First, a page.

The fruit of the elm is a winged covering over the seed called a samara. According to Minnesota Wildflowers, the elm samara is noted for being "flat, egg-shaped, surfaces hairless but with a dense fringe of short, white hairs around the edge, the tip often cleft with two hook-like lobes." This fruit shape will glide on the wind to spread the seeds when they fall. The samaras of this specimen appeared in late April 2022. Both the samara and the fallen seed are edible. According to Thayer (2006), the samara is best eaten as soon as it appears while still fully green on the tree.
  • The Elm as it appeared when it was first identified on February 16, 2022
  • The samaras first appearing in late April
  • A shed leaf from the tree in February
Natural range of distribution: 
The American Elm occupies the eastern half of North America across a wide latitudinal range from the Gulf of Mexico along the entire eastern coast up to Nova Scotia. The western limits range from southern Saskatchewan to central Texas. This range varies in humidity, rainfall, and temperature. The American Elm is a major canopy component of the temperate deciduous forests of North America.
Origin, history, and uses: 

According to the USDA, the interlocked grain of elm wood makes it very hard and resistant to splitting, which makes it ideal for items like hockey sticks or wherever bending is needed. It is one of the woods recommended to use in making bows for archery. The wood is mostly used for its hardness in furniture or construction, or occasionally as a veneer.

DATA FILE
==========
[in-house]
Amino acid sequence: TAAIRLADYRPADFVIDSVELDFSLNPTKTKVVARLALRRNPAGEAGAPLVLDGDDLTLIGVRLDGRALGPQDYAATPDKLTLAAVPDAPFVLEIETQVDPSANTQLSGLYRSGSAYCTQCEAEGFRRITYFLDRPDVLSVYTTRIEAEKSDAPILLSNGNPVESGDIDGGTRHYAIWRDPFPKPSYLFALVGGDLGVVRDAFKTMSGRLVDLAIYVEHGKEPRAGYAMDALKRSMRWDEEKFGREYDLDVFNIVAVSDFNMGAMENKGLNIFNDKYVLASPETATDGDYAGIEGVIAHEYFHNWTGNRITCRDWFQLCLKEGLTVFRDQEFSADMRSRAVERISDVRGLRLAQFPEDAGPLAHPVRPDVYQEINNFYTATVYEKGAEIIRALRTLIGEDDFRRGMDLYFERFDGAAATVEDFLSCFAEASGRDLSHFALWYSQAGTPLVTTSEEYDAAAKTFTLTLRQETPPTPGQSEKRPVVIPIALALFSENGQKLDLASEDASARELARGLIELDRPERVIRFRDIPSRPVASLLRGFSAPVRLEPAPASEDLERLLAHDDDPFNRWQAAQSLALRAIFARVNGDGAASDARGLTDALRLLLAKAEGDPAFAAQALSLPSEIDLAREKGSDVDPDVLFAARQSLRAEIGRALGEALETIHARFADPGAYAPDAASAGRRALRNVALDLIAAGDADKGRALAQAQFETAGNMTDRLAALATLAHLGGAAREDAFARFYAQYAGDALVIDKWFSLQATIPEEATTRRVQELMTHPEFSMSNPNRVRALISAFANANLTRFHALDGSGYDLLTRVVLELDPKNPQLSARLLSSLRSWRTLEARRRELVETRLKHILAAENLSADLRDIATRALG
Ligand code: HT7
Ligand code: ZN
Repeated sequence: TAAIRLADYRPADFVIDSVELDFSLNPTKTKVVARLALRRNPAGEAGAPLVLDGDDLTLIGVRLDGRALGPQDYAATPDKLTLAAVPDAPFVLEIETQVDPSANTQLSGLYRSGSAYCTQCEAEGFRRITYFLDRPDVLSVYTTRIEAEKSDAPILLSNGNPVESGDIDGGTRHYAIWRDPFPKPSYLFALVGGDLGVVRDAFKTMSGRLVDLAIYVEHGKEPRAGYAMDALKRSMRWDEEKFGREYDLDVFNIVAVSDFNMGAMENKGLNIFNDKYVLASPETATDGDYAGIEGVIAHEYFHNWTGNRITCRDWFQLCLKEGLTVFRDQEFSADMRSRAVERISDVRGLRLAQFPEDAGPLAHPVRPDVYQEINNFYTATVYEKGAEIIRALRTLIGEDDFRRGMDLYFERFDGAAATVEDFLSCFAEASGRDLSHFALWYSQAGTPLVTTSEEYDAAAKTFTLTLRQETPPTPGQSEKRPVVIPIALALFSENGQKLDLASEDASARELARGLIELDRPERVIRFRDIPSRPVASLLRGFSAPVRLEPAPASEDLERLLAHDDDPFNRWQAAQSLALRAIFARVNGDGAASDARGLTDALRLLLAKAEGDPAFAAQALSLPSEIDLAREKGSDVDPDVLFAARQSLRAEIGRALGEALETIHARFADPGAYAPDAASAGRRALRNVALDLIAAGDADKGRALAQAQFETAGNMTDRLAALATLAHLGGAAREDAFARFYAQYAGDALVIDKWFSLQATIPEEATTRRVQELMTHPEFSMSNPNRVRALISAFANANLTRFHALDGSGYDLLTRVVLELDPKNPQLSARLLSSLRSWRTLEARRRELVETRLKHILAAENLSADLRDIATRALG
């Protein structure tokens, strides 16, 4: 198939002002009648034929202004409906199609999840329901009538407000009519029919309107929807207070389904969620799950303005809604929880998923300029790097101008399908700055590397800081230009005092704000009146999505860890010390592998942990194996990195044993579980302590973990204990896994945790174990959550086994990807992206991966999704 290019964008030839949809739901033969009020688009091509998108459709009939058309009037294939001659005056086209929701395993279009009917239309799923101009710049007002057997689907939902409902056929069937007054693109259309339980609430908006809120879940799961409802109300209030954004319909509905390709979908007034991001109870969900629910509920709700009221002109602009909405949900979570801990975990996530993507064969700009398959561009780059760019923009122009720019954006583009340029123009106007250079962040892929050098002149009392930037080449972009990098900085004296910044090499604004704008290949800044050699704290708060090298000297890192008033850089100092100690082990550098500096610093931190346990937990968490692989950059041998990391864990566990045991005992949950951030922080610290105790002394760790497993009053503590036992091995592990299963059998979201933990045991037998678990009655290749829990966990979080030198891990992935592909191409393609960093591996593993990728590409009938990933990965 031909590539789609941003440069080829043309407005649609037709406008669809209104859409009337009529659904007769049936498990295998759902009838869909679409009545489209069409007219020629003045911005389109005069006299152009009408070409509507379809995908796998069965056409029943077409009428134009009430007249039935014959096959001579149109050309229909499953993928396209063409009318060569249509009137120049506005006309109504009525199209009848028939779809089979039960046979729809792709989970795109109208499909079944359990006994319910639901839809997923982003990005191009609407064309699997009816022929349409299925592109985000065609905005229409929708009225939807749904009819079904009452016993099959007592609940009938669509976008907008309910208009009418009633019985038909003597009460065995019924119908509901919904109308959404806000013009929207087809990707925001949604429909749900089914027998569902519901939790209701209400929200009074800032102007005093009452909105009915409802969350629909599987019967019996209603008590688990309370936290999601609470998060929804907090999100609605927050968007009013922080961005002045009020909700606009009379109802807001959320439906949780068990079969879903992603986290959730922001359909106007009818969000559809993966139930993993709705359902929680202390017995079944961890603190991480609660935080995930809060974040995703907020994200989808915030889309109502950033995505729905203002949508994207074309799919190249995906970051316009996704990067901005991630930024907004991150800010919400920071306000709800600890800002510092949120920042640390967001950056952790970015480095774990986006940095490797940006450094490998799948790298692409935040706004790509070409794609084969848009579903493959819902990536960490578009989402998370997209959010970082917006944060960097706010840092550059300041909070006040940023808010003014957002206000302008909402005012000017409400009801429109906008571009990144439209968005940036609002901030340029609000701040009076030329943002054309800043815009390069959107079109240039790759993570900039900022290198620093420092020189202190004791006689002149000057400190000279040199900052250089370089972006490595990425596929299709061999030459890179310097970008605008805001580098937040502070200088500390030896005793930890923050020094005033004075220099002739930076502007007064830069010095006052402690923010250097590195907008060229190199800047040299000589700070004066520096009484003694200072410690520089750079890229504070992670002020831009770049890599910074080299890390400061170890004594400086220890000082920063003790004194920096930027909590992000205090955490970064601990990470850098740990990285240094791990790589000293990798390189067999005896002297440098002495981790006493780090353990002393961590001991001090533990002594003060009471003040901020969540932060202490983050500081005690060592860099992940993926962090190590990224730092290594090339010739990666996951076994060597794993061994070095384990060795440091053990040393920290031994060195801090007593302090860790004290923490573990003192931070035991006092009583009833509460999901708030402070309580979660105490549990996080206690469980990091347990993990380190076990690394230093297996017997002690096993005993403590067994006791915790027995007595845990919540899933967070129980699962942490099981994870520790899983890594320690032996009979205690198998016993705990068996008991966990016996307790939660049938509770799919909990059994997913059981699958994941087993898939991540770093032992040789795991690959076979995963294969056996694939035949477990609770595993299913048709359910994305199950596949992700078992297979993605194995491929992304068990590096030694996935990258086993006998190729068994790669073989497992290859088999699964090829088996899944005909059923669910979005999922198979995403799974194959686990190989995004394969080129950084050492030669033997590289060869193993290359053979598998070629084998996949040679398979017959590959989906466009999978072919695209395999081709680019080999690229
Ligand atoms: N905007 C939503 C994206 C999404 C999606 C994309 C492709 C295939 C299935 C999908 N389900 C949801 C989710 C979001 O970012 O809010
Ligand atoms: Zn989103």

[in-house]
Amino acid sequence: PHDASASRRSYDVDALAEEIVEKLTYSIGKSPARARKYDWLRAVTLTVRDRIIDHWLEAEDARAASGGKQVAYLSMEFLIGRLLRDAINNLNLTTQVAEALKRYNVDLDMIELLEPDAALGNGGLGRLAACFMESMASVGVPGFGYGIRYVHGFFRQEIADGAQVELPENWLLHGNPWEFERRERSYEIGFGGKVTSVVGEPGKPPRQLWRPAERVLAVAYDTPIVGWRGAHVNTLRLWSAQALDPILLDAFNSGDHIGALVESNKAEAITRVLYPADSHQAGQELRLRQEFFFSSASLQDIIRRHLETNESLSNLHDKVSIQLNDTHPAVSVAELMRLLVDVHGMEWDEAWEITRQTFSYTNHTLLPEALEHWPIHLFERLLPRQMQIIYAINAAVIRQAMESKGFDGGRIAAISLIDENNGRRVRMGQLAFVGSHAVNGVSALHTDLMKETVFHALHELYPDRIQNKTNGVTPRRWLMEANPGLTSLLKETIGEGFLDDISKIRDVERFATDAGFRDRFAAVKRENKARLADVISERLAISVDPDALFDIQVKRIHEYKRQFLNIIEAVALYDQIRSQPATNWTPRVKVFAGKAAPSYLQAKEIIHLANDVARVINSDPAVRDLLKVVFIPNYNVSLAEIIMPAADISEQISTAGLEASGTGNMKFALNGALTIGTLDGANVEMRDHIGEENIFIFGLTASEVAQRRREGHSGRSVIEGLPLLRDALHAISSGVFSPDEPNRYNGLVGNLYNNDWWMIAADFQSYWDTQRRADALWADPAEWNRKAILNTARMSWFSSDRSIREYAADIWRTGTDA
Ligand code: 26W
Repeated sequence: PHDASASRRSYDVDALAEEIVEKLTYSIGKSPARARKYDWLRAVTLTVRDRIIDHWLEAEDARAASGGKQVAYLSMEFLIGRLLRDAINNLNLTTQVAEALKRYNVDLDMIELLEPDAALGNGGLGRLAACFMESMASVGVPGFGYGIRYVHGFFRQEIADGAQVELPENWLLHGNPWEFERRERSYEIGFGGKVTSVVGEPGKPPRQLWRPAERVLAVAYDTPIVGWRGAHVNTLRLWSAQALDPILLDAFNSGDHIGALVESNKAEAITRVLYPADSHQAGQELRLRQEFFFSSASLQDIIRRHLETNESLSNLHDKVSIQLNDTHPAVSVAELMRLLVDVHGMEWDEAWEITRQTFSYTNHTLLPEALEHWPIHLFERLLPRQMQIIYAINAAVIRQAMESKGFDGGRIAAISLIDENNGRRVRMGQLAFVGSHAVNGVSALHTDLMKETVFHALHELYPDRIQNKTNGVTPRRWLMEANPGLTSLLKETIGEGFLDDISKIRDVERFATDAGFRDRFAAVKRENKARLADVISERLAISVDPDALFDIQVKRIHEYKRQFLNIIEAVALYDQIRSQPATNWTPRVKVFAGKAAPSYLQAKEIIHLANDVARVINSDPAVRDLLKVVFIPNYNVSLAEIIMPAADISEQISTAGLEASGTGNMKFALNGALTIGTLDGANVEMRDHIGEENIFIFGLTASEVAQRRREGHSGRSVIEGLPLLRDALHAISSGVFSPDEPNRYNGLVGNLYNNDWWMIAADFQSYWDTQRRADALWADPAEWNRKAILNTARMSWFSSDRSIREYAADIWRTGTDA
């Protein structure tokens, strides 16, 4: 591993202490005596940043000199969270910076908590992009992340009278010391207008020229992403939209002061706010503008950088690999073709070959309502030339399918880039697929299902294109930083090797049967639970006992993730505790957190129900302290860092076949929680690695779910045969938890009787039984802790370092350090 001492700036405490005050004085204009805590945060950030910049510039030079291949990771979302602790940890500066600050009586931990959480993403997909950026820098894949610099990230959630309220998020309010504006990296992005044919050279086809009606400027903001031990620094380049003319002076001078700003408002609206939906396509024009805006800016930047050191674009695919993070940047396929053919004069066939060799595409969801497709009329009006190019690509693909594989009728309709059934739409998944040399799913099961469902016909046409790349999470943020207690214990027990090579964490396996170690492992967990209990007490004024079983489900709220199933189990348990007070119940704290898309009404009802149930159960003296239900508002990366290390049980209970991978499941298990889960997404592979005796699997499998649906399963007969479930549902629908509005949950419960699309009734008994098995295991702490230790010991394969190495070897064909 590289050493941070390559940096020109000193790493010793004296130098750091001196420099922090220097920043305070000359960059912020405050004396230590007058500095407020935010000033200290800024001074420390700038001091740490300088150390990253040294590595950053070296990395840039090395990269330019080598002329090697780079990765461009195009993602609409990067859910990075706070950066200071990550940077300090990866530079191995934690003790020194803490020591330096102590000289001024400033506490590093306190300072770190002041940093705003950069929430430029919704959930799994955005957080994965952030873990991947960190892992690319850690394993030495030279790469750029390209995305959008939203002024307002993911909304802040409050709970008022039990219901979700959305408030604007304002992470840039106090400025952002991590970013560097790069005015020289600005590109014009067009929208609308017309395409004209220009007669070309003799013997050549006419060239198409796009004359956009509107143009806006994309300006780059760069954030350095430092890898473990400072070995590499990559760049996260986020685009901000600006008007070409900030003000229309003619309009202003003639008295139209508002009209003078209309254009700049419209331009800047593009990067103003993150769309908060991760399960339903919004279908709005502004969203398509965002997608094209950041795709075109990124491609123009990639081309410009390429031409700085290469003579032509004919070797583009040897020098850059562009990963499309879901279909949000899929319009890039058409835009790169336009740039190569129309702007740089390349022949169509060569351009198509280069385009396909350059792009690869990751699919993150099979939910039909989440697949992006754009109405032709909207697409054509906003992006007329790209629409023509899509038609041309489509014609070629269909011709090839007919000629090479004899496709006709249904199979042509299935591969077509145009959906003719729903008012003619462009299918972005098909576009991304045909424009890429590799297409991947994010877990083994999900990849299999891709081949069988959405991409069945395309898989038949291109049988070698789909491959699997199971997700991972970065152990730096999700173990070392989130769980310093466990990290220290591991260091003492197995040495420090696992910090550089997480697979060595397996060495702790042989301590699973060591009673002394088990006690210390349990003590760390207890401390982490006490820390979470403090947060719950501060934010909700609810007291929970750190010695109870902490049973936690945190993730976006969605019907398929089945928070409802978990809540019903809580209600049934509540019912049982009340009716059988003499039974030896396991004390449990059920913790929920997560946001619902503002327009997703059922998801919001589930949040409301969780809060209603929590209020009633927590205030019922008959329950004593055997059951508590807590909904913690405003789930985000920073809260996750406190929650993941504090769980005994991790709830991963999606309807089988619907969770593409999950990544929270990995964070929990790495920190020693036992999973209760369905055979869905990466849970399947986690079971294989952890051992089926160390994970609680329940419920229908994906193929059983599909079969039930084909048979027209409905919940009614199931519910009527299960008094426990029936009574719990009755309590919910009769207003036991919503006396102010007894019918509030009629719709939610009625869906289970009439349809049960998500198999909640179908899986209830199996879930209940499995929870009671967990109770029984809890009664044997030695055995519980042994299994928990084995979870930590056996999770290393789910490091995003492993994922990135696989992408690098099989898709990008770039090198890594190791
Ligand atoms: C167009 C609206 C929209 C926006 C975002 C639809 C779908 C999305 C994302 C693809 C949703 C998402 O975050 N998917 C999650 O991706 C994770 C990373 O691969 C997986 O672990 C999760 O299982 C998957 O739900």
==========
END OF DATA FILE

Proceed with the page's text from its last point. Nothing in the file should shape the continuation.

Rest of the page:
The American Elm was once much more common in North America (giving so many towns their “Elm Street”) but from the 1930’s onward, a fungal plague known as the “Dutch Elm Disease” carried by the bark beetle decimated the population. 

New Haven, Connecticut (the home of this tree) gained its moniker “the Elm City” from its public tree planting program. The USDA says, “The American elm was prized for its use as a street tree. It was fast growing, hardy, tolerant to stress, and appreciated for its characteristic vaselike crown. Beautiful shaded streets in many cities attested to its popularity.” 

The samaras and seeds are edible by humans and are also fed upon by “mice, squirrels, opossum, ruffed grouse, Northern bobwhite, and Hungarian partridge” (USDA). 

The American elm tree begins producing fruits at around 15 years old, but in small amounts. When the tree has aged to about 40 years old, the fruits are produced in larger amounts and these start to appear during the spring when pollination has begun. Trees as old as 300 years have been observed to still produce viable seeds. Elm trees lose their leaves in winter and recover them two to three weeks after flowers appear. The appearance of flowers varies based on latitude, from February in the American South to May in Canada. Pollination occurs by wind and seed production begins shortly after. Frosting in the spring in the spring is deleterious to seed production. Most seeds will germinate within two weeks after falling.
Media and Arts

The Elm from America 

The American elm oh what a tree 

It grows very tall for all to see

Many people wonder oh how could this be

Let me explain it to you, just follow me.

Evolution, evolution causes things to change

Oh how this works is oh so strange

The tress must adapt for this exchange 

In order for trees to develop a wide range.

American oh American elm is very tall

If it were a person it could play basketball

This tree is almost as large as the Yale music hall

However, the bigger they are the harder they fall. 

–Odera Nweke

American Elm Video: